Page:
Republicans finalized the most sweeping overhaul of the nation’s tax laws in three decades on Friday, changing the child tax credit to placate a reluctant GOP senator as they pushed to muscle the bill through Congress next week and give President Donald Trump his first major legislative victory.

Sen. Marco Rubio, R-Fla., had been holding out for a bigger child tax credit for low-income families. After he got it, Rubio tweeted that the change is “a solid step toward broader reforms which are both Pro-Growth and Pro-Worker.”

Rubio spokeswoman Olivia Perez-Cubas said that meant he’d vote yes. Rubio’s support provided a major boost for Senate Republicans who are trying to hold together a razor-thin majority to pass the bill.

Read: U.S. tax bill could distort trade, EU leaders warn

“I’m confident we’ll have the votes,” said Sen. Rob Portman of Ohio, one of the Republican negotiators on the bill.

Portman cast the bill as providing “the kind of middle-class tax relief that’s desperately needed right now. People are looking at flat wages and higher expenses, and this will help.”

Members of a House-Senate conference committee signed the final version of the legislation Friday, sending it to the House and Senate for final passage. They have been working to blend different versions passed by the two houses.

The tax package would double the basic per-child tax credit from US$1,000 to US$2,000. The bill makes a smaller amount available to families even if they owe no income tax. Rep. Kristi Noem, R-S.D., said Friday that that amount had been increased to US$1,400.

Rubio had said he wanted the earlier US$1,100 figure increased.

Low-income taxpayers would receive the money in the form of a tax refund, which is why it’s called a “refundable” tax credit.

Senate Republicans passed their original tax bill by a vote of 51-49—with Rubio’s support. If they lost Rubio, they would have been one more defection away from defeat.

Rubio’s support came after a key faction of House Republicans came out in favour of the bill, increasing its chances. Members of the conservative House Freedom Caucus predicted the vast majority of their members would support the package.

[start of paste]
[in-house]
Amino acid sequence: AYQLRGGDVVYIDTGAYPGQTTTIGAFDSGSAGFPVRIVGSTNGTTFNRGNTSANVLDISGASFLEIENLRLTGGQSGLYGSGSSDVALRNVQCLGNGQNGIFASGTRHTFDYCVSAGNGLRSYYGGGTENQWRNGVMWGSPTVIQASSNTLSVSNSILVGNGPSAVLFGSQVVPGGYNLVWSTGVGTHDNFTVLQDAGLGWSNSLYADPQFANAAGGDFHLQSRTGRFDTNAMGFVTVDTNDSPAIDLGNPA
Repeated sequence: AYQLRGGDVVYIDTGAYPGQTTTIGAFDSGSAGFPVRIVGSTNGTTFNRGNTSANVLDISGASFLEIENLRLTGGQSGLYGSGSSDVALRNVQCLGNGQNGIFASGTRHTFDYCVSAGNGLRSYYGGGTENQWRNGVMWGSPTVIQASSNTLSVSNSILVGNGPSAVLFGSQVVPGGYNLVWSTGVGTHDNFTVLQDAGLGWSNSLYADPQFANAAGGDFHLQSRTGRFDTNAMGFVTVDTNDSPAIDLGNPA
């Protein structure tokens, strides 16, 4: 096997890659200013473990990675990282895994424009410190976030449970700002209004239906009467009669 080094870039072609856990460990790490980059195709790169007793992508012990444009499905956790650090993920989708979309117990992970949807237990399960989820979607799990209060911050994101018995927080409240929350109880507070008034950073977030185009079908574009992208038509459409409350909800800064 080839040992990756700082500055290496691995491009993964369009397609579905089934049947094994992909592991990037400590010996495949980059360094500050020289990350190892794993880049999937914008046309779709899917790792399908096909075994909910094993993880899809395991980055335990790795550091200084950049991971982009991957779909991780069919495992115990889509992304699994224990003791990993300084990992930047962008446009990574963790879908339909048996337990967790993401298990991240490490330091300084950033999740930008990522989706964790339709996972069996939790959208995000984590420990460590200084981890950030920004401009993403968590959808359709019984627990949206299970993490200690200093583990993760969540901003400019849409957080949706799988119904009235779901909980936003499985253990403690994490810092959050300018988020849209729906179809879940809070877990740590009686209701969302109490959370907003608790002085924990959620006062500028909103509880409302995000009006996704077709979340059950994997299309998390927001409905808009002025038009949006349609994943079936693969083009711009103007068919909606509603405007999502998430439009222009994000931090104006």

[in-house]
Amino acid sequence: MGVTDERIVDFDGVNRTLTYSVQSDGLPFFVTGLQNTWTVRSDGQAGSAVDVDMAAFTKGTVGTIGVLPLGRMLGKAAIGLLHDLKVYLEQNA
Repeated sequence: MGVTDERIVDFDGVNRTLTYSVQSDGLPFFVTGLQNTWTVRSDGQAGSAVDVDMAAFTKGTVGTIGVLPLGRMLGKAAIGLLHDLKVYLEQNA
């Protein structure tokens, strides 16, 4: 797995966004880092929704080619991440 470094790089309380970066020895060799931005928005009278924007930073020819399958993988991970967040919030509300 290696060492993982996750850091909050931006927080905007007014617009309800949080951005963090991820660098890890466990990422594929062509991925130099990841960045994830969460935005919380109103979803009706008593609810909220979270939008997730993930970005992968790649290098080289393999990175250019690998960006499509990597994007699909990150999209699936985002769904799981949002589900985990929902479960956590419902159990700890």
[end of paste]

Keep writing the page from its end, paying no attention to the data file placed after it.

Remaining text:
Read: What’s more important for equities than U.S. tax reform

House and Senate Republican leaders on Wednesday forged an agreement in principle on the most sweeping overhaul of the nation’s tax laws in more than 30 years. The package would give generous tax cuts to corporations and the wealthiest Americans—Trump among them—and more modest tax cuts to low- and middle-income families.

“I’m confident that at the end of the day, the Senate will approve this conference committee report because no one should be defending the status quo in this horrible tax code Americans have had to live with for too long,” said Rep. Kevin Brady of Texas, a top House negotiator.

The details

The tax legislation would cut the top tax rate for the wealthiest Americans from 39.6% to 37%.

The package would nearly double the standard deduction, to US$24,000 for married couples. But it would scale back the deduction for state and local taxes, allowing families to deduct only up to a total of US$10,000 in property and income taxes. The deduction is especially important to residents of high-tax states such as New York, New Jersey and California.

The final package also slashes the corporate rate from 35% to 21%, a big win for corporate America. Business owners who report business income on their personal tax returns would be able to deduct 20% of that income.

Read: How U.S. tax reform threatens Canadian corporates

The agreement also calls for repealing the mandate under the so-called Obamacare health law that requires most Americans to get health insurance, a step toward the ultimate GOP goal of unraveling the law.

The business tax cuts would be permanent, but reductions for individuals would expire in 2026—saving money to comply with Senate budget rules. In all, the bill would cut taxes by about US$1.5 trillion over the next 10 years, adding billions to the nation’s mounting debt.

Rubio’s opposition had come at a bad time for Senate Republicans, with two of them missing votes this week because of illness.

John McCain of Arizona, who is 81, is at a Washington-area military hospital being treated for the side effects of brain cancer treatment, and 80-year-old Thad Cochran of Mississippi had a non-melanoma lesion removed from his nose earlier this week. GOP leaders are hopeful they will be available next week.

Originally published on
Add a comment

Have your say on this topic! Comments are moderated and may be edited or removed by
site admin as per our Comment Policy. Thanks!